50. A perusal of the judgment of the Supreme Court in the case of M.R. Engineers and Contractors Private Limited (supra) indicates that the question for consideration of the Supreme Court in the said matter was whether an arbitration clause contained in a main contract, would stand incorporated by reference, in a sub-contract, where the sub-contract provided that it 'shall be carried out on the terms and conditions as applicable to the main contract.' The said contract was between the Public Works Department and the respondent therein which contained a provision for arbitration. The said arbitration clause provided that any dispute in respect of which the decision, if any, of the Engineer has not become final and binding pursuant to clause 67.1 and amicable settlement has not been reached, such dispute shall be referred to the adjudication of a committee of three arbitrators. One of the arbitrator to be nominated by the employer, one to be nominated by the contractor and the third who will act as the Chairman of the committee, but not as umpire, to be nominated by the Director General (Road Development), Ministry of Surface Transport (Roads Wing), Government of India.

51. The appellant before the Supreme Court was the sub-contractor of the contractor respondent. The said contractor respondent entrusted a part of the work entrusted to it by the PW department to the sub-contractor. In the work order issued by the the contractor to the sub-contractor, it was provided that the construction shall be carried out as per the tender specification and drawings issued for construction by the client i.e. PW Department. This clause was considered by the Supreme Court in the said judgment and has held that there is a difference between reference to another document in a contract and incorporation of another document in a contract, by reference. In the first case, the parties intend to adopt only specific portions or part of the referred document for the purposes of the contract. In the second case, the parties intend to incorporate the referred document in entirety, into the contract. Therefore when there is a reference to a document in a contract, the court has to consider whether the reference to the document is with the intention of incorporating the contents of that document in entirety into the contract, or with the intention of adopting or borrowing specific portions of the said document for application to the contract.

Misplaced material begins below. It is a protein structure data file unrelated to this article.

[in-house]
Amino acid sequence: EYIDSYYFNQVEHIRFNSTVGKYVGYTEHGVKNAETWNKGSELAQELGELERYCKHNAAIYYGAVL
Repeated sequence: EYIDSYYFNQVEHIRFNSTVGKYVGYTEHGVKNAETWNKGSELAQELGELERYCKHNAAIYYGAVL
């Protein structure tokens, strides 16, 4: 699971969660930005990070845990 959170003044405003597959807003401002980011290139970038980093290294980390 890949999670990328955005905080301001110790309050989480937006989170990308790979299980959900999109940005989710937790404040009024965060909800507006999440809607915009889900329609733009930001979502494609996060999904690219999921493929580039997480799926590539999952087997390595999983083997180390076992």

52. It is held by the Supreme Court that if a contract refers to a document and provides that the said document shall form part and parcel of the contract, or that all terms and conditions of the said document shall be read or treated as a part of the contract, or that the contract will be governed by the provisions of the said document, or that the terms and conditions of the said document shall be incorporated into the contract, the terms and conditions of the document in entirety will get bodily lifted and incorporated into the contract. When there is such incorporation of the terms and conditions of a document, every term of such document, (except to the extent it is inconsistent with any specific provision in the contract) will apply to the contract. It is held that if the document so incorporated contains a provision for settlement of disputes by arbitration, the said arbitration clause also will apply to the contract.

53. In paragraph 18 of the said judgment, it is held by the Supreme Court that if a contract provides that the specifications of the supplies will be as provided in an earlier contract or another purchase order, then it will be necessary to look to that document only for the limited purpose of ascertainment of specifications of the goods to be supplied. The referred document cannot be looked into for any other purpose, say price or payment of price. Supreme Court gave another illustration in the said judgment that if a contract between X and Y provides that the terms of payment to Y will be as in the contract between X and Z, then only the terms of payment from the contract between X and Z, will be read as part of the contract between X and Y. The other terms, say relating to quantity or delivery cannot be looked into. Supreme Court also referred to various passages from Russell on Arbitration on doctrine of 'incorporation.' In paragraph 24 of the said judgment, Supreme Court summarised the scope and intent of Section 7(5) of the Arbitration and Conciliation Act, 1996. It is held that where the contract between the parties stipulates that the Conditions of Contract of one of the parties to the contract shall form a part of their contract (as for example the General Conditions of Contract of the Government where Government is a party), the arbitration clause forming part of such General Conditions of contract will apply to the contract between the parties.